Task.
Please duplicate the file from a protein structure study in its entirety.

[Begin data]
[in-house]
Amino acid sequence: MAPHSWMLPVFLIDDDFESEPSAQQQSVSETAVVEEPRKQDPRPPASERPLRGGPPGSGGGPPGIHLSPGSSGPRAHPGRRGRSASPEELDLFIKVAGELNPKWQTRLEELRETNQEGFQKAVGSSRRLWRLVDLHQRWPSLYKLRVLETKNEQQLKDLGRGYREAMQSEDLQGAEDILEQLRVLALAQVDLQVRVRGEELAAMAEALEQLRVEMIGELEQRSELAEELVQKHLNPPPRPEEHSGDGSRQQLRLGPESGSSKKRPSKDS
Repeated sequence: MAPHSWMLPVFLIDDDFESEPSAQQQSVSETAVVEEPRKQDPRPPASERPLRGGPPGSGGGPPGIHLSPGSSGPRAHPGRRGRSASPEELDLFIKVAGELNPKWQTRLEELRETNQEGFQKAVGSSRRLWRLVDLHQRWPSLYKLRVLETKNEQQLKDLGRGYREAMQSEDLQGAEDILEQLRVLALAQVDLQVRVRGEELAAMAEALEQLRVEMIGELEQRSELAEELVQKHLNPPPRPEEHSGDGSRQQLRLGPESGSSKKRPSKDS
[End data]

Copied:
[in-house]
Amino acid sequence: MAPHSWMLPVFLIDDDFESEPSAQQQSVSETAVVEEPRKQDPRPPASERPLRGGPPGSGGGPPGIHLSPGSSGPRAHPGRRGRSASPEELDLFIKVAGELNPKWQTRLEELRETNQEGFQKAVGSSRRLWRLVDLHQRWPSLYKLRVLETKNEQQLKDLGRGYREAMQSEDLQGAEDILEQLRVLALAQVDLQVRVRGEELAAMAEALEQLRVEMIGELEQRSELAEELVQKHLNPPPRPEEHSGDGSRQQLRLGPESGSSKKRPSKDS
Repeated sequence: MAPHSWMLPVFLIDDDFESEPSAQQQSVSETAVVEEPRKQDPRPPASERPLRGGPPGSGGGPPGIHLSPGSSGPRAHPGRRGRSASPEELDLFIKVAGELNPKWQTRLEELRETNQEGFQKAVGSSRRLWRLVDLHQRWPSLYKLRVLETKNEQQLKDLGRGYREAMQSEDLQGAEDILEQLRVLALAQVDLQVRVRGEELAAMAEALEQLRVEMIGELEQRSELAEELVQKHLNPPPRPEEHSGDGSRQQLRLGPESGSSKKRPSKDS